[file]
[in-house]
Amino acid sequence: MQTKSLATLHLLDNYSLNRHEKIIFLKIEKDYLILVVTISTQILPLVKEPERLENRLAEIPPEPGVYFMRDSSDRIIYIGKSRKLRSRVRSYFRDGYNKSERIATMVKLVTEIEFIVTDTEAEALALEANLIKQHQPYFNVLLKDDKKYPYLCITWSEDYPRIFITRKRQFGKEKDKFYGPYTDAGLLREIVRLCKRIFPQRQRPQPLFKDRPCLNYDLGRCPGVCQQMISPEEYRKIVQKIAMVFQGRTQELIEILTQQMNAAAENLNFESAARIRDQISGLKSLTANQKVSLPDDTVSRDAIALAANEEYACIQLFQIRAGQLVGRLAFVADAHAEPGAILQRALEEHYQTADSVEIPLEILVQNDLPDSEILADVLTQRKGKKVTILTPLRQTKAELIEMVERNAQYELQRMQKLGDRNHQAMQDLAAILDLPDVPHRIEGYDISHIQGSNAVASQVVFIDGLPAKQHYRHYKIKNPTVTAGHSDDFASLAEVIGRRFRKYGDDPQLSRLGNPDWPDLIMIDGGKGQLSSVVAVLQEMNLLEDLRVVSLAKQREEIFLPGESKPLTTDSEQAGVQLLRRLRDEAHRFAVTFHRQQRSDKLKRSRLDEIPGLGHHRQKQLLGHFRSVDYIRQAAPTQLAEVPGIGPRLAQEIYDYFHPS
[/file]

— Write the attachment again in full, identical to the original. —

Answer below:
[in-house]
Amino acid sequence: MQTKSLATLHLLDNYSLNRHEKIIFLKIEKDYLILVVTISTQILPLVKEPERLENRLAEIPPEPGVYFMRDSSDRIIYIGKSRKLRSRVRSYFRDGYNKSERIATMVKLVTEIEFIVTDTEAEALALEANLIKQHQPYFNVLLKDDKKYPYLCITWSEDYPRIFITRKRQFGKEKDKFYGPYTDAGLLREIVRLCKRIFPQRQRPQPLFKDRPCLNYDLGRCPGVCQQMISPEEYRKIVQKIAMVFQGRTQELIEILTQQMNAAAENLNFESAARIRDQISGLKSLTANQKVSLPDDTVSRDAIALAANEEYACIQLFQIRAGQLVGRLAFVADAHAEPGAILQRALEEHYQTADSVEIPLEILVQNDLPDSEILADVLTQRKGKKVTILTPLRQTKAELIEMVERNAQYELQRMQKLGDRNHQAMQDLAAILDLPDVPHRIEGYDISHIQGSNAVASQVVFIDGLPAKQHYRHYKIKNPTVTAGHSDDFASLAEVIGRRFRKYGDDPQLSRLGNPDWPDLIMIDGGKGQLSSVVAVLQEMNLLEDLRVVSLAKQREEIFLPGESKPLTTDSEQAGVQLLRRLRDEAHRFAVTFHRQQRSDKLKRSRLDEIPGLGHHRQKQLLGHFRSVDYIRQAAPTQLAEVPGIGPRLAQEIYDYFHPS